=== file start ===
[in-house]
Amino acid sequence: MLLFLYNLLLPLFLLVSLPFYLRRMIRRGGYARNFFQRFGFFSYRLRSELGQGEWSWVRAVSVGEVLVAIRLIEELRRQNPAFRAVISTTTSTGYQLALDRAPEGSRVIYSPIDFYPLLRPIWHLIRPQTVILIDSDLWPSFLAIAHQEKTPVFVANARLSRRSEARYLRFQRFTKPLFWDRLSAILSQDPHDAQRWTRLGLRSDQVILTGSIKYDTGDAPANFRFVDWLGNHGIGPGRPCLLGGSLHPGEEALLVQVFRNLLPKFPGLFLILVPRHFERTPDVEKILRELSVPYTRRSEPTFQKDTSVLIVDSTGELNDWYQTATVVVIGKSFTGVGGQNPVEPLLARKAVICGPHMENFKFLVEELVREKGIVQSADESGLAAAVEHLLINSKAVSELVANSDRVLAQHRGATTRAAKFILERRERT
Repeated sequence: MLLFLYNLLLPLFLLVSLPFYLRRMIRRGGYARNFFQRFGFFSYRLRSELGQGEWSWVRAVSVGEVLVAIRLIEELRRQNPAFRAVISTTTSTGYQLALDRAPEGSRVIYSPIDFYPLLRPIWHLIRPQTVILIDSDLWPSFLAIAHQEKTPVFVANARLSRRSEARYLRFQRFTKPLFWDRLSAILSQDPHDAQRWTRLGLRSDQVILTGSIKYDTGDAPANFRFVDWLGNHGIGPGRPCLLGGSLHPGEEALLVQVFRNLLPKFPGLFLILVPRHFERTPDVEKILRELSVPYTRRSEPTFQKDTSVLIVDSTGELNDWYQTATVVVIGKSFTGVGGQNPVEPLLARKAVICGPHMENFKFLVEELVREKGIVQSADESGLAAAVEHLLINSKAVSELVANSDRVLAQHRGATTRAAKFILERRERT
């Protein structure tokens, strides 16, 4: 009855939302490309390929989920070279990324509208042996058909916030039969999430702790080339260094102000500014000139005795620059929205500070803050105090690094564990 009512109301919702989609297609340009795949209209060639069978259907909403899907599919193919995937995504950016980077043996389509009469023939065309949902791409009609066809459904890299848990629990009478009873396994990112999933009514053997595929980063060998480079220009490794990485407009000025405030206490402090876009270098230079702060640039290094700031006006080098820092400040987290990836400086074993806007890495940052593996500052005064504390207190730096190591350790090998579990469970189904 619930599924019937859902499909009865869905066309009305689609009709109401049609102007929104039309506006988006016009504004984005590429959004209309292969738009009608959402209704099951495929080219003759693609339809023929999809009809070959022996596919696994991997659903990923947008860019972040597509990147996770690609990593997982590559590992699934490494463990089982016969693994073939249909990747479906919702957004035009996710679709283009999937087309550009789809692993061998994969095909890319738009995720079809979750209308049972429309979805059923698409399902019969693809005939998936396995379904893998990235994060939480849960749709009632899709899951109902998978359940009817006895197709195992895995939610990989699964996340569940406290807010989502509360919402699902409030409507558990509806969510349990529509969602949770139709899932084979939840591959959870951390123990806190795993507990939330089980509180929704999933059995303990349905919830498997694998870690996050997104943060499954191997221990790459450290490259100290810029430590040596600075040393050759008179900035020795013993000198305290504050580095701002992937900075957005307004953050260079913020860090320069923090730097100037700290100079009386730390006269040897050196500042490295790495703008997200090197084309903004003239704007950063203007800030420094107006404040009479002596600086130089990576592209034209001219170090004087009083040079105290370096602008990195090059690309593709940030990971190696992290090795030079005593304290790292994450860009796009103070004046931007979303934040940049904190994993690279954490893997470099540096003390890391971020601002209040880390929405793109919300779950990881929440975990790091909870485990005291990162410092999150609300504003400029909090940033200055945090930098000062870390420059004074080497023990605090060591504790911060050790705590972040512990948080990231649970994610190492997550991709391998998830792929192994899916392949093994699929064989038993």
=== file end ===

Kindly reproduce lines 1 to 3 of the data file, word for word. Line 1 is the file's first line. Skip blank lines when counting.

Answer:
[in-house]
Amino acid sequence: MLLFLYNLLLPLFLLVSLPFYLRRMIRRGGYARNFFQRFGFFSYRLRSELGQGEWSWVRAVSVGEVLVAIRLIEELRRQNPAFRAVISTTTSTGYQLALDRAPEGSRVIYSPIDFYPLLRPIWHLIRPQTVILIDSDLWPSFLAIAHQEKTPVFVANARLSRRSEARYLRFQRFTKPLFWDRLSAILSQDPHDAQRWTRLGLRSDQVILTGSIKYDTGDAPANFRFVDWLGNHGIGPGRPCLLGGSLHPGEEALLVQVFRNLLPKFPGLFLILVPRHFERTPDVEKILRELSVPYTRRSEPTFQKDTSVLIVDSTGELNDWYQTATVVVIGKSFTGVGGQNPVEPLLARKAVICGPHMENFKFLVEELVREKGIVQSADESGLAAAVEHLLINSKAVSELVANSDRVLAQHRGATTRAAKFILERRERT
Repeated sequence: MLLFLYNLLLPLFLLVSLPFYLRRMIRRGGYARNFFQRFGFFSYRLRSELGQGEWSWVRAVSVGEVLVAIRLIEELRRQNPAFRAVISTTTSTGYQLALDRAPEGSRVIYSPIDFYPLLRPIWHLIRPQTVILIDSDLWPSFLAIAHQEKTPVFVANARLSRRSEARYLRFQRFTKPLFWDRLSAILSQDPHDAQRWTRLGLRSDQVILTGSIKYDTGDAPANFRFVDWLGNHGIGPGRPCLLGGSLHPGEEALLVQVFRNLLPKFPGLFLILVPRHFERTPDVEKILRELSVPYTRRSEPTFQKDTSVLIVDSTGELNDWYQTATVVVIGKSFTGVGGQNPVEPLLARKAVICGPHMENFKFLVEELVREKGIVQSADESGLAAAVEHLLINSKAVSELVANSDRVLAQHRGATTRAAKFILERRERT